His feet took him past the bakery he and the Big Guy had discovered, the one that made the fine pastries they used to entice the boss when she was at her most thorny. And he knew if he took two turns to the left he'd come to the crumbling old revival house to which Henry liked to drag the half-heartedly protesting Kate. He took deliberate turns away from these, feeling irrationally betrayed by the city in his quest for solitary reflection.

With every turn he walked further and further way from everything he knew, each street corner drawing out his worries until he was little more than a wandering shell. He no longer felt the pressured discomfort that filled his waking hours... but now he felt nothing at all.

It had been several minutes since Will had passed a street name he recognized – no small detail considering his numerous forays into the abnormal-ridden backstreets. When one final turn, however, revealed a hidden cul-de-sac of stores, he paused in his steps. Feeling as though he had finally slipped into the centre of an ever confusing ringed maze, he breathed deep, smelling the slightly damp air, and circled around to take in his surroundings. He had never been here before, had never even known of its existence – and the lack of his fellow pedestrians seemed to indicate that not many others did either.

Will stepped up off the smoothly tarred street onto the cracked sidewalk, marred by years of weather, and entered the store before him. The nature of the store had been made quite clear by its proudly hanging signage; weatherworn wood hosting a collection of peeling letters that signified an antique store far clearer than any daring font of typography. And yet, even in the face of this, he had not anticipated the sheer volume of items that he would find within. His first step over the threshold had propelled him out of the brightness of day into a cool hushed dark, the air infused with a fine dust that made his skin prickle.

With but a passing nod of acknowledgement to the aging caretaker at the till, Will wondered furthered into the cave of a store. He couldn't help but wonder, as he ran his hand over ornately chiseled woodwork, just how many of these items Helen had had in her possession over the years. Not these particular pieces, to be sure, but ones just like them. He could see her flourishing a bow behind the filigreed music stand. Collecting a volume from a shelf encased behind cloudy glass. The china tea set, spider veins of destruction tracing its surface, just ached to be held within her gentle hands. And the rocking chair, the sturdy but worn chair in the corner, couldn't he just see Helen swaying back and forth, Ashley encased within her arms. She was part of him now, in body and in spirit. Try as he may, he knew there was no way the agonizing depths of his mind could overcome the hold she and her work now had over him.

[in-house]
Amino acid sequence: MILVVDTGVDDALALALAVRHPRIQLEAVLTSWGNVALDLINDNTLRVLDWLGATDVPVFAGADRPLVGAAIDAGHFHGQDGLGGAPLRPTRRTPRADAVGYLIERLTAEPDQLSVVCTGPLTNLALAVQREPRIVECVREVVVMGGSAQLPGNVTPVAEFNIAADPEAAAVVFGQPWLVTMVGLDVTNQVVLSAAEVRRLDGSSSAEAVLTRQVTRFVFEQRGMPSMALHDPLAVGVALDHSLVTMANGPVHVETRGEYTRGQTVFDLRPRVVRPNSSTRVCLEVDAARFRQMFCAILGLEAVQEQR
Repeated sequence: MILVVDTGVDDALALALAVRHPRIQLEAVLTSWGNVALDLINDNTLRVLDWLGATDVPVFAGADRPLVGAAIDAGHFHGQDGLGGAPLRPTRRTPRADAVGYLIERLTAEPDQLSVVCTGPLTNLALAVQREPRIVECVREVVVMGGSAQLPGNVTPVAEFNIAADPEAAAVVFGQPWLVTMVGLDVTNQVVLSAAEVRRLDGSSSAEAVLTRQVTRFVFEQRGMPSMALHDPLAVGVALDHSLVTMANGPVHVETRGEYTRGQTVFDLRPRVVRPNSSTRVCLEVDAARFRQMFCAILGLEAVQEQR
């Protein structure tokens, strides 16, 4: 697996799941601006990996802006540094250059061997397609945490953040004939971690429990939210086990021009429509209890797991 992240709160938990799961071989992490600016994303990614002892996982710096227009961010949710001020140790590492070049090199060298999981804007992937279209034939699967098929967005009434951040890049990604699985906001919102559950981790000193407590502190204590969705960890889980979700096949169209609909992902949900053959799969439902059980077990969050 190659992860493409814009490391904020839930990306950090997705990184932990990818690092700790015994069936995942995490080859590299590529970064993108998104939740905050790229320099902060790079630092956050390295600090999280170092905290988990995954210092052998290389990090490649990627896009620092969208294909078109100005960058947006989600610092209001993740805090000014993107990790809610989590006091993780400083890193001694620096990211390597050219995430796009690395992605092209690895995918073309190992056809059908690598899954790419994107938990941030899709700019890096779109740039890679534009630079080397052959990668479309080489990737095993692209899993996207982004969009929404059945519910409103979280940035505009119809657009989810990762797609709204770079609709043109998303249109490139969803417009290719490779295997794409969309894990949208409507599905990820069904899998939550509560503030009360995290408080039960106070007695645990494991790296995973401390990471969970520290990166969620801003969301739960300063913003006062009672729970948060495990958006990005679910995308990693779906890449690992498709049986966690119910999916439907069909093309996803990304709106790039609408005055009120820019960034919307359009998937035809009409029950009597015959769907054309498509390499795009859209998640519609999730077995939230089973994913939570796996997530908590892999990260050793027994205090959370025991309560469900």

A sigh of bemusement escaped his lips as Will acknowledged the end of his fruitless exile. Staying away would do little good, to him or to those whom depended on him. He cast his eyes about the store that had unknowingly returned him to the world, coming to rest upon a small collection of linen volumes. Poetry. He had seen Helen pouring over similar verse late at night when she could not sleep and the sanctuary had deemed fit to release her from its demanding clutches. Perhaps this would help him reenter her good graces…